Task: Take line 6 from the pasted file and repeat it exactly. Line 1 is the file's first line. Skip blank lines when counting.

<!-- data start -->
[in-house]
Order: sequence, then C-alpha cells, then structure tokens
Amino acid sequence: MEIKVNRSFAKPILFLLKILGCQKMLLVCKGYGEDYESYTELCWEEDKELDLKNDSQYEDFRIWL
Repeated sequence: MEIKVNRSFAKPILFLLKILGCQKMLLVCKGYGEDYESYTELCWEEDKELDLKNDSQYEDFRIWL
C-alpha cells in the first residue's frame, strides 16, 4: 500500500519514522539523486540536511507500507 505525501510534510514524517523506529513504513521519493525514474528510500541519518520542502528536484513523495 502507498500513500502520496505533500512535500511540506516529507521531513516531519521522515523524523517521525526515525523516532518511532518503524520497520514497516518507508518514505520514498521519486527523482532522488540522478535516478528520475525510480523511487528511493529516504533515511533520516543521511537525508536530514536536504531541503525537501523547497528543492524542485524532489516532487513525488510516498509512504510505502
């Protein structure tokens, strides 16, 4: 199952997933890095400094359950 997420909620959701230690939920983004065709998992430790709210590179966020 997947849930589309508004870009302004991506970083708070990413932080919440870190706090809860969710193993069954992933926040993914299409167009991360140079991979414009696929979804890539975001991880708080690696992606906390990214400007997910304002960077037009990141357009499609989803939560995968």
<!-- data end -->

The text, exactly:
């Protein structure tokens, strides 16, 4: 199952997933890095400094359950 997420909620959701230690939920983004065709998992430790709210590179966020 997947849930589309508004870009302004991506970083708070990413932080919440870190706090809860969710193993069954992933926040993914299409167009991360140079991979414009696929979804890539975001991880708080690696992606906390990214400007997910304002960077037009990141357009499609989803939560995968």